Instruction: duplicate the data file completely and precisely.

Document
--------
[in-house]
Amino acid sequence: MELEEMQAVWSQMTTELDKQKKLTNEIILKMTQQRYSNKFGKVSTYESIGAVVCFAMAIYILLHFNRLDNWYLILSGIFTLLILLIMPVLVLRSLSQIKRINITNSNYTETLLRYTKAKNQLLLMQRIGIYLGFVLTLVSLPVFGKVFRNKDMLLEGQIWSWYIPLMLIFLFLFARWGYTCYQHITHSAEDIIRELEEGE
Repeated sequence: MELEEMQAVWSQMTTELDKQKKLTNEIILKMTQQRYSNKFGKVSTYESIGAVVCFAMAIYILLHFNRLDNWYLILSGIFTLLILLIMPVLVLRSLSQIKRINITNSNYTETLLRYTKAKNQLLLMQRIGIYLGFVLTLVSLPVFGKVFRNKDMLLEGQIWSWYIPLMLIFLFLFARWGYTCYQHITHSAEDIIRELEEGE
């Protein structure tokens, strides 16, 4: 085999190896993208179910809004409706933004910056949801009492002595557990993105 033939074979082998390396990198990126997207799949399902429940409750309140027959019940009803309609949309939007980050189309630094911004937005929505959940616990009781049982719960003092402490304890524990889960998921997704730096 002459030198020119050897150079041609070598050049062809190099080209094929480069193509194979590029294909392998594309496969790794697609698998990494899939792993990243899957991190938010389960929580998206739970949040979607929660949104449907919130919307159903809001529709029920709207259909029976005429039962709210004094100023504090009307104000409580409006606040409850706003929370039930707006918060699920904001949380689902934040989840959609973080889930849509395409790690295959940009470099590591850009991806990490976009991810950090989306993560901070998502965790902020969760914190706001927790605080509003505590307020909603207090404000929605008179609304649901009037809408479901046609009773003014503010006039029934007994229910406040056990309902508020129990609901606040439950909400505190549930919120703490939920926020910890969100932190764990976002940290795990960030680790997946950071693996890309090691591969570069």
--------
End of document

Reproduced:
[in-house]
Amino acid sequence: MELEEMQAVWSQMTTELDKQKKLTNEIILKMTQQRYSNKFGKVSTYESIGAVVCFAMAIYILLHFNRLDNWYLILSGIFTLLILLIMPVLVLRSLSQIKRINITNSNYTETLLRYTKAKNQLLLMQRIGIYLGFVLTLVSLPVFGKVFRNKDMLLEGQIWSWYIPLMLIFLFLFARWGYTCYQHITHSAEDIIRELEEGE
Repeated sequence: MELEEMQAVWSQMTTELDKQKKLTNEIILKMTQQRYSNKFGKVSTYESIGAVVCFAMAIYILLHFNRLDNWYLILSGIFTLLILLIMPVLVLRSLSQIKRINITNSNYTETLLRYTKAKNQLLLMQRIGIYLGFVLTLVSLPVFGKVFRNKDMLLEGQIWSWYIPLMLIFLFLFARWGYTCYQHITHSAEDIIRELEEGE
């Protein structure tokens, strides 16, 4: 085999190896993208179910809004409706933004910056949801009492002595557990993105 033939074979082998390396990198990126997207799949399902429940409750309140027959019940009803309609949309939007980050189309630094911004937005929505959940616990009781049982719960003092402490304890524990889960998921997704730096 002459030198020119050897150079041609070598050049062809190099080209094929480069193509194979590029294909392998594309496969790794697609698998990494899939792993990243899957991190938010389960929580998206739970949040979607929660949104449907919130919307159903809001529709029920709207259909029976005429039962709210004094100023504090009307104000409580409006606040409850706003929370039930707006918060699920904001949380689902934040989840959609973080889930849509395409790690295959940009470099590591850009991806990490976009991810950090989306993560901070998502965790902020969760914190706001927790605080509003505590307020909603207090404000929605008179609304649901009037809408479901046609009773003014503010006039029934007994229910406040056990309902508020129990609901606040439950909400505190549930919120703490939920926020910890969100932190764990976002940290795990960030680790997946950071693996890309090691591969570069």